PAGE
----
CHAPTER IV - [Of the Way from Constantinople to Jerusalem.] Of Saint John the Evangelist. And of the Ypocras Daughter, transformed from a Woman to a Dragon,
CHAPTER V - [Of diversities in Cyprus; of the Road from Cyprus to Jerusalem, and of the Marvel of a Fosse full of Sand],
CHAPTER VI - Of many Names of Soldans, and of the Tower of Babylon,
CHAPTER VII - Of the Country of Egypt; of the Bird Phoenix of Arabia; of the City of Cairo; of the Cunning to know Balm and to prove it; and of the Garners of Joseph,
CHAPTER VIII - Of the Isle of Sicily; of the way from Babylon to the Mount Sinai; of the Church of Saint Katherine and of all the marvels there,
CHAPTER IX - Of the Desert between the Church of Saint Catherine and Jerusalem. Of the Dry Tree; and how Roses came first into the World,
CHAPTER X - Of the Pilgrimages in Ferusalem, and of the Holy Places thereabout,
CHAPTER XI - Of the Temple of our Lord. Of the Cruelty of King Herod. Of the Mount Sion. Of Probatica Piscina; and of Natatorium Siloe,
CHAPTER XII - Of the Dead Sea; and of the Flome Jordan. Of the Head of Saint John the Baptist; and of the Usages of the Samaritans,
CHAPTER XIII - Of the Province of Galilee, and where Antichrist shall be born. Of Nazareth. Of the age of Our Lady. Of the Day of Doom. And of the customs of Jacobites, Syrians; and of the usages of Georgians,
CHAPTER XIV - Of the City of Damascus. Of three ways to Jerusalem; one, by land and by sea; another, more by land than by sea; and the third way to Jerusalem, all by land,
CHAPTER XV - Of the Customs of Saracens, and of their Law. And how the Soldan reasoned me, Author of this Book; and of the beginning of Mohammet,
CHAPTER XVI - Of the lands of Albania and of Libia. Of the wishings for watching of the Sparrow-hawk; and of Noah's ship,
CHAPTER XVII - Of the land of Job; and of his age. Of the array of men of Chaldea. Of the land where women dwell without company of men. Of the knowledge and virtues of the very diamond,
CHAPTER XVIII - Of the customs of Isles about Ind. Of the diflerence betwixt Idols and Simulacres. Of three manner growing of Pepper upon one tree. Of the Well that changeth his odour every hour of the day; and that is marvel,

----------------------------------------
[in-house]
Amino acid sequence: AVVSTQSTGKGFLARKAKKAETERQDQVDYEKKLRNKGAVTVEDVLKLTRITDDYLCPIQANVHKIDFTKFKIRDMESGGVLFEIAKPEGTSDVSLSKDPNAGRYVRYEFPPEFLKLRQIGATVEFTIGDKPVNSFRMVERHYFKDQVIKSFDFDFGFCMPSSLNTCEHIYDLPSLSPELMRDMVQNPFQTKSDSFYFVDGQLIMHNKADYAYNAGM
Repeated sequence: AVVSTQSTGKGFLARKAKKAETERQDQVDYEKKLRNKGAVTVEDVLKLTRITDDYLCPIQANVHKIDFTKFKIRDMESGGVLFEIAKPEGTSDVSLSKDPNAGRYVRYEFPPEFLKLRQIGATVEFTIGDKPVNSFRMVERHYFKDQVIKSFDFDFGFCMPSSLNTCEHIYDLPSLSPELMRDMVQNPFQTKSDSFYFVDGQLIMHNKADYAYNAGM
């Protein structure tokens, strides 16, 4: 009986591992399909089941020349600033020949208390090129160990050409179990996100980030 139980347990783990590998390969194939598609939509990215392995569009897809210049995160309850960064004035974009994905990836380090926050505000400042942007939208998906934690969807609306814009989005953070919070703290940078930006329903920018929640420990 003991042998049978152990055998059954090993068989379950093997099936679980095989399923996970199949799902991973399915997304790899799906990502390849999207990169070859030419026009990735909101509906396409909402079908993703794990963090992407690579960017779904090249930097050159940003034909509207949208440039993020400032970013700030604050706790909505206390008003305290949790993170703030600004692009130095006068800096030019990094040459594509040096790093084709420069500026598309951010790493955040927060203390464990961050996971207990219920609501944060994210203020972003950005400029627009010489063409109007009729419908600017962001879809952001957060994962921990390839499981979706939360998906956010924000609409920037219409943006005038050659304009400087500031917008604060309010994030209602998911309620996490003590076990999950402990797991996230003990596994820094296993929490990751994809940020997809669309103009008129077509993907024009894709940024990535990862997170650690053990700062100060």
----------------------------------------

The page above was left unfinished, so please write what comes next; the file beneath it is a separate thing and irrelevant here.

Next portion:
CHAPTER XIX - Of the Dooms made by St. Thomas's hand. Of devotion and sacrifice made to Idols there, in the city of Calamye; and of the Procession in going about the city,
CHAPTER XX - Of the evil customs used in the Isle of Lamary. And how the earth and the sea be of round form and shape, by proof of the star that is clept Antarctic, that is fixed in the south,
CHAPTER XXI - Of the Palace of the King of the Isle of Java. Of the Trees that bear meal, honey, wine, and venom; and of other marvels and customs used in the Isles marching thereabout,
CHAPTER XXII - How men know by the Idol, if the sick shall die or not. Of Folk of diverse shape and marvellously disfigured. And of the Monks that gave their relief to baboons, apes, and marmosets, and to other beasts,
CHAPTER XXIII - Of the great Chan of Cathay. Of the royalty of his palace, and how he sits at meat; and of the great number of officers that serve him,
CHAPTER XXIV. - Wherefore he is clept the great Chan. Of the Style of his Letters: and of the Superscription about his great Seal and his Privy Seal,
CHAPTER XXV - Of the Governance of the great Chan's Court, and when he maketh solemn feasts. Of his Philosophers. And of his array, when he rideth by the country,
CHAPTER XXVI - Of the Law and the Customs of the Tartarians dwelling in Cathay. And how that men do when the Emperor shall die, and how he shall be chosen,
CHAPTER XXVII - Of the Realm of Tharse and the Lands and Kingdoms towards the Septentrional Parts, in coming down from the land of Cathay,
CHAPTER XXVIII - Of the Emperor of Persia, and of the Land of Darkness; and of other kingdoms that belong to the great Chan of Cathay, and other lands of his, unto the sea of Greece,
CHAPTER XXIX - Of the Countries and Isles that be beyond the Land of Cathay; and of the fruits there; and of twenty-two kings enclosed within the mountains,
CHAPTER XXX - Of the Royal Estate of Prester John. And of a rich man that made a marvellous castle and cleped it Paradise; and of his subtlety,
CHAPTER XXXI - Of the Devil's Head in the Valley Perilous. And of the Customs of Folk in diverse Isles that be about in the Lordship of Prester John,
CHAPTER XXXII - Of the goodness of the folk of the Isle of Bragman. Of King Alexander. and wherefore the Emperor of Ind is clept Prester John,
CHAPTER XXXIII - Of the Hills of Gold that Pismires keep. And of the four Floods that come from Paradise Terrestrial,
CHAPTER XXXIV - Of the Customs of Kings and other that dwell in the Isles coasting to Prester John's Land. And of the Worship that the Son doth to the Father when he is dead,